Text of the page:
Unique shapes are even possible, he adds. "Using VapourSoft means that the device does not need to be in a linear pen-like format. A number of shapes and sizes are now available when companies customize their device."

Bespak is still very much invested in traditional spring-loaded autoinjectors. "We can use different technologies for different challenges," Kaufman says. "Springs are very successful and can be innovative. UCB recently launched its Cimzia Autoclicks autoinjector, which is based on Bespak's ASI spring powered  technology."

"Device companies have to think about how to differentiate themselves and give pharma companies more tools," he adds. 

And that also includes tools to help encourage patient compliance. "Patient fatigue can happen when patients need to hold a device to skin up to 10 to 15 seconds," he says. "That is inconvenient, and patients could stop an injection early and then get an incomplete dose. And then patients might go off therapy.

"Pharma and device companies need to do more," he continues. "They need to develop devices that are more flexible for patient populations, with a different form factor and that address injection time."

Kaufman believes that VapourSoft could help with compliance by easing self-administration. "With VapourSoft, patients don't need to be overly aware of function--they just need to hold the device to their skin and activate it," he says.

Bespak's Syrina S model is a compact auto-injector designed to deliver up to 2 ml of viscous drug formulations.

Bespak has conducted user studies for VapourSoft-driven autoinjectors and designs, and to date end-users have reported feeling comfortable with the new delivery system, Kaufman reports.

"Self-injection devices can help to improve patient compliance for those taking or giving injectable medications," he concluded during in his presentation at Pharmapack Europe. "A true partnership between the biopharma companies and device companies working with patients is the only path that will lead to success."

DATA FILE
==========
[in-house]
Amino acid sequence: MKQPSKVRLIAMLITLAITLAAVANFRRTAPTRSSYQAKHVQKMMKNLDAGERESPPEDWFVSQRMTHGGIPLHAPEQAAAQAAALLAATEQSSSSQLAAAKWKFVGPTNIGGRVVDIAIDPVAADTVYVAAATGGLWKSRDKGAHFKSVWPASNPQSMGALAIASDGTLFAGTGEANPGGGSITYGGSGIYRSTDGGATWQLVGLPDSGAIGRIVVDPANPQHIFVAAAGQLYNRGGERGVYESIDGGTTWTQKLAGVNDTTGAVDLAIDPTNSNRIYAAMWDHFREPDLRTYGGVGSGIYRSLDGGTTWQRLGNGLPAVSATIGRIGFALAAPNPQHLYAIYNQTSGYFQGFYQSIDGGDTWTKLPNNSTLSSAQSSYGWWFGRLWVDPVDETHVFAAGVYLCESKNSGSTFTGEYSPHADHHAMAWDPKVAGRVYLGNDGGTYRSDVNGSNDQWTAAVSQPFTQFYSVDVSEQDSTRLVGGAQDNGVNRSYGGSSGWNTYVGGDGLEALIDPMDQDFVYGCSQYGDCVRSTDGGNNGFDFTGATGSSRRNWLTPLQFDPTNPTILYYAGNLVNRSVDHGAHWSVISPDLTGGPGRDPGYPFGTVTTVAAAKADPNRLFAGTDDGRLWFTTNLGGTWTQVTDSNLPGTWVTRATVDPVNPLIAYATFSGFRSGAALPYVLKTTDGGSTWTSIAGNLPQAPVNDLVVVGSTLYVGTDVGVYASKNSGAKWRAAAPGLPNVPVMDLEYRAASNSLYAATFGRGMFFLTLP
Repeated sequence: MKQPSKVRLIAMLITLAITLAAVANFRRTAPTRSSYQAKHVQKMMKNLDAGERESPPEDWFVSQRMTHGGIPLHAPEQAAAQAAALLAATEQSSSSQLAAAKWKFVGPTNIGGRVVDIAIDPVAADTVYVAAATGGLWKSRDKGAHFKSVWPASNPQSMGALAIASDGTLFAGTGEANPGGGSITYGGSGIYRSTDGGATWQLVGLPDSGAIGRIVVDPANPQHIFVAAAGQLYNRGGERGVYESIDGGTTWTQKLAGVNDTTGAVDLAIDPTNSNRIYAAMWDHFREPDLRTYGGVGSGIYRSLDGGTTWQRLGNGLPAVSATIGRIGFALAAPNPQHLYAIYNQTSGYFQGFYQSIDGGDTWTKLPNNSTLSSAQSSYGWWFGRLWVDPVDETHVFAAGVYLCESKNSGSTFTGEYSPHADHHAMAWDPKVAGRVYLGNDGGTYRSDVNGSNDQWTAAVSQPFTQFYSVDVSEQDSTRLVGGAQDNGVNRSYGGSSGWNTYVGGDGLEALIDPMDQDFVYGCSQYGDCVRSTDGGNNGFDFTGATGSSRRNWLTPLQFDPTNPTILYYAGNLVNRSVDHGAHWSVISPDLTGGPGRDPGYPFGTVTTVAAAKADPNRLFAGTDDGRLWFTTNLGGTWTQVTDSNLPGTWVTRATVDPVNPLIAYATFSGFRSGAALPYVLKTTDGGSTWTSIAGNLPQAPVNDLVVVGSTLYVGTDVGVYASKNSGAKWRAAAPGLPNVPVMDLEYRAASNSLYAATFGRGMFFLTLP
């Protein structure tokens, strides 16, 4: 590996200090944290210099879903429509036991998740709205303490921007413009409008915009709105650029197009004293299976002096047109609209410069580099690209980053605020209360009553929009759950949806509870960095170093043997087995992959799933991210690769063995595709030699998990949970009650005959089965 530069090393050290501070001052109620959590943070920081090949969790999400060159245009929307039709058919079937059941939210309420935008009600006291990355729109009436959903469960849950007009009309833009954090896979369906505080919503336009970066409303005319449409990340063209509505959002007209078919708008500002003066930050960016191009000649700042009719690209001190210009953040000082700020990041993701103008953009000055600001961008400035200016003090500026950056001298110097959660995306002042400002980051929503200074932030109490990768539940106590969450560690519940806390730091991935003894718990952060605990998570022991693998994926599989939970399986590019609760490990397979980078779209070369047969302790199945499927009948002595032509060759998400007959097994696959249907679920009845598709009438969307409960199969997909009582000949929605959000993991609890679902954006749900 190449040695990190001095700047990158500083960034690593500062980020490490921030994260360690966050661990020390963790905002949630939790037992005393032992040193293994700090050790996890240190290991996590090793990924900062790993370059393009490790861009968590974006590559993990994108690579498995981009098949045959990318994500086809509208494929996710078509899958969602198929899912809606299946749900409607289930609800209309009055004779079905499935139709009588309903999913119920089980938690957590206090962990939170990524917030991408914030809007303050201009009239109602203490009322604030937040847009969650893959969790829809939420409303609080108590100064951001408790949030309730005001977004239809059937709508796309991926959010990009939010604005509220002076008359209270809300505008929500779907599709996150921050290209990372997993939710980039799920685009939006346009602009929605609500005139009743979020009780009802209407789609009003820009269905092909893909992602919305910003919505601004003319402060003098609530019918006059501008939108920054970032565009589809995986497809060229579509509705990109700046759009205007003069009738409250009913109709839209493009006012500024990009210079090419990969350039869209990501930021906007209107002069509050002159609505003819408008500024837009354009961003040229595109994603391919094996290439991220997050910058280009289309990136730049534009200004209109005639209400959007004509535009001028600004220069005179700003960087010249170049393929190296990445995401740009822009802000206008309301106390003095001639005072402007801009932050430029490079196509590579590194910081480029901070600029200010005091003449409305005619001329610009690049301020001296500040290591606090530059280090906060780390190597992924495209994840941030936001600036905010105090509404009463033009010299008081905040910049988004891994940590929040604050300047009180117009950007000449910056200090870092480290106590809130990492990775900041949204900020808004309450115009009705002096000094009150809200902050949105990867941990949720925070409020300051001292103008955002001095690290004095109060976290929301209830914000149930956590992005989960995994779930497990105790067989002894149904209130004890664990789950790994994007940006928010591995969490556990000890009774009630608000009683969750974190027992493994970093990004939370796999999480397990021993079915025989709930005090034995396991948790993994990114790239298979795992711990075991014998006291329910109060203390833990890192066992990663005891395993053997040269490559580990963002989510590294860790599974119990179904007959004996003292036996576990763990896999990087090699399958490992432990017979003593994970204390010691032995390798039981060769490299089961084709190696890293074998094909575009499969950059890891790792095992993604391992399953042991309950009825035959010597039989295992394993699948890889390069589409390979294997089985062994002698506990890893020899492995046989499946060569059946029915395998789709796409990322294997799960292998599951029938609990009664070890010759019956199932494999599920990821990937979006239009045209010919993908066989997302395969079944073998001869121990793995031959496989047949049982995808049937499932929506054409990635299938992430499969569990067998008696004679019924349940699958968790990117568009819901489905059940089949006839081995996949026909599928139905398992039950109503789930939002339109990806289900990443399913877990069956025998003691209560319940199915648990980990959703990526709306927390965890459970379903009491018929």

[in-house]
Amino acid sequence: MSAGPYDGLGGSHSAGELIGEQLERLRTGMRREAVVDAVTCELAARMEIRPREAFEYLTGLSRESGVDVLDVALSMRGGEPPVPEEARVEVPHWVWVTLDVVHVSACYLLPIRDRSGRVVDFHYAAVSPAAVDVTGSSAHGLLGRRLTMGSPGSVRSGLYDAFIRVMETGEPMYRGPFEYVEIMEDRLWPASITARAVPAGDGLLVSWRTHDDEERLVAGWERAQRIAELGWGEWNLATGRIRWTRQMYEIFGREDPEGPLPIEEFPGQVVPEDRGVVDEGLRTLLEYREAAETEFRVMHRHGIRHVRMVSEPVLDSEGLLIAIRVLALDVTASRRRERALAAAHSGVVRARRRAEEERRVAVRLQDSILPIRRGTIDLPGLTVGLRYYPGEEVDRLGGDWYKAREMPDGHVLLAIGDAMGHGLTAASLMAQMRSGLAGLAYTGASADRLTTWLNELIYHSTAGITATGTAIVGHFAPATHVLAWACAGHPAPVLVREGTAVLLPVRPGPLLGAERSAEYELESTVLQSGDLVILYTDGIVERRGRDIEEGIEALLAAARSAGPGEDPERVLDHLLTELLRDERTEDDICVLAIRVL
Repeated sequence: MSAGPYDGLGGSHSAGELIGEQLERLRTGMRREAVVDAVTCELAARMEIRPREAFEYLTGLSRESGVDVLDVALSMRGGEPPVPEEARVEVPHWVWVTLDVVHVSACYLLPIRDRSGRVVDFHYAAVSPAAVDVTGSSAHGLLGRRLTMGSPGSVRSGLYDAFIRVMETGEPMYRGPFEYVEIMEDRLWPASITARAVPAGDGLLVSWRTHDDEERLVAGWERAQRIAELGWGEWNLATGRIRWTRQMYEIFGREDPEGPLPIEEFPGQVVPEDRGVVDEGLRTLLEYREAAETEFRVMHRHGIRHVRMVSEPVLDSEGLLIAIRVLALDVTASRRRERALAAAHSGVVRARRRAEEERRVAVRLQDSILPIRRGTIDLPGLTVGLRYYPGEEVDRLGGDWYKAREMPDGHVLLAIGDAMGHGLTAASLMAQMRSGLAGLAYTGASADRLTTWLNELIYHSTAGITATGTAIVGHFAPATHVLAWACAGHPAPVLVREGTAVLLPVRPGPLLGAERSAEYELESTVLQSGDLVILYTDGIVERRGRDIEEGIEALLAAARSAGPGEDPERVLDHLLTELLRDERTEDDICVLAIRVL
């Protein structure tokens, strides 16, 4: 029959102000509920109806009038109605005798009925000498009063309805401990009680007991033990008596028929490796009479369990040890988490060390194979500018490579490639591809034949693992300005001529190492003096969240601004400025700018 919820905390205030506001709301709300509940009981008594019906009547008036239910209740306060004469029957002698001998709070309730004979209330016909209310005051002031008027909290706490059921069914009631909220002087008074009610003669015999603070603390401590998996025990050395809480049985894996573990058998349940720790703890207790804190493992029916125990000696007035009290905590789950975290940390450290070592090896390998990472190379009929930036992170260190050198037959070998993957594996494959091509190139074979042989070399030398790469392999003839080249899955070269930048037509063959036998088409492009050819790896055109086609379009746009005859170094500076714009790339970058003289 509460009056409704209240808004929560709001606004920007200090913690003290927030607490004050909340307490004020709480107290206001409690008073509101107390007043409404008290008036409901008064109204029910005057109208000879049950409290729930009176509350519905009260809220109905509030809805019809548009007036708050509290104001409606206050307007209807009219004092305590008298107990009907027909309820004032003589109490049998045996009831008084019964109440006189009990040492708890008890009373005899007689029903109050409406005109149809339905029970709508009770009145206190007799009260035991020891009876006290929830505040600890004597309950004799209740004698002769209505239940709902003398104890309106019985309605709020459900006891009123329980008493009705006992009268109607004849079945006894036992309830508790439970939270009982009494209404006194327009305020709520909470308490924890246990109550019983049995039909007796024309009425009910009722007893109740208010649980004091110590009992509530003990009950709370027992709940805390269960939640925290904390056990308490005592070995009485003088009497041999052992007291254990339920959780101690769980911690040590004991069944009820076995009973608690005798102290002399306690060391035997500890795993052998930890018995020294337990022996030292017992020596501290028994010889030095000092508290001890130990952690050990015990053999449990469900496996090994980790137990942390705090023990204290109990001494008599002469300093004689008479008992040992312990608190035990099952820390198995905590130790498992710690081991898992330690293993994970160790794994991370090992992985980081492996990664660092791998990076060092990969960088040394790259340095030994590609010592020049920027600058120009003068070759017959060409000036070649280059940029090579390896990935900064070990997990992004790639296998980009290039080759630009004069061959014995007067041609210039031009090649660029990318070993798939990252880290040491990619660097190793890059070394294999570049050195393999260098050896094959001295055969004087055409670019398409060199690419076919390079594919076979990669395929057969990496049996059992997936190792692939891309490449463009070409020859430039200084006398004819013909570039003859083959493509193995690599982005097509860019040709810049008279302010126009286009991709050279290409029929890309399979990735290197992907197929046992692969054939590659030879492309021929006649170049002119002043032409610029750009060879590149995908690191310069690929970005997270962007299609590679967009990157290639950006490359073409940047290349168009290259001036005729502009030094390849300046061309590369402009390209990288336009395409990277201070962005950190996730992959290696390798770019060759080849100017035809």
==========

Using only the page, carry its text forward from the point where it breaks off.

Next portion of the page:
Daphne Allen is executive editor of Pharmaceutical & Medical Packaging News and a contributor to Qmed. Reach her at [email protected] and on Twitter at @daphneallen

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User-centered design will be one of the major themes at the upcoming Medical Design & Manufacturing (MD&M) East 2017 conference in June. Check out these sessions and more:

To Err is Human, But How Do You Prevent It? Speaker: Michael Wiklund, General Manager, Human Factors Engineering, UL LLC, Wiklund R&D

Panel: What Does Usability Mean Today for Medical Device Engineers? Moderator: Stephen Wilcox, Principal, Design Science; Panelists: Daniel Kosoy, MD, Partner, Athenian Venture Partners; Jim Lebret, MD, Physician, New York University School of Medicine; and David Brick, MD, FAAP, FACC, Clinical Associate Professor, New York University Medical Center

How Usability Research and Engineering are Changing Medical Device Development Speaker: Philip Remedios, Principal, Director of Design & Development, BlackHägen Design

New Tools for Obtaining Better Data from Contextual Inquiry Speaker: Stephen Wilcox, Principal, Design Science

Daphne Allen

Daphne Allen is editor-in-chief of MD+DI. She previously served as executive editor of Pharmaceutical & Medical Packaging News, which serves as the pharmaceutical and medical device channel of Packaging Digest. Daphne has covered medical device packaging, labeling, manufacturing, and regulatory issues as well as pharmaceutical packaging for more than 20 years. She is also a member of the Institute of Packaging Professionals's Medical Device Packaging Technical Committee. Follow her on Twitter at @daphneallen.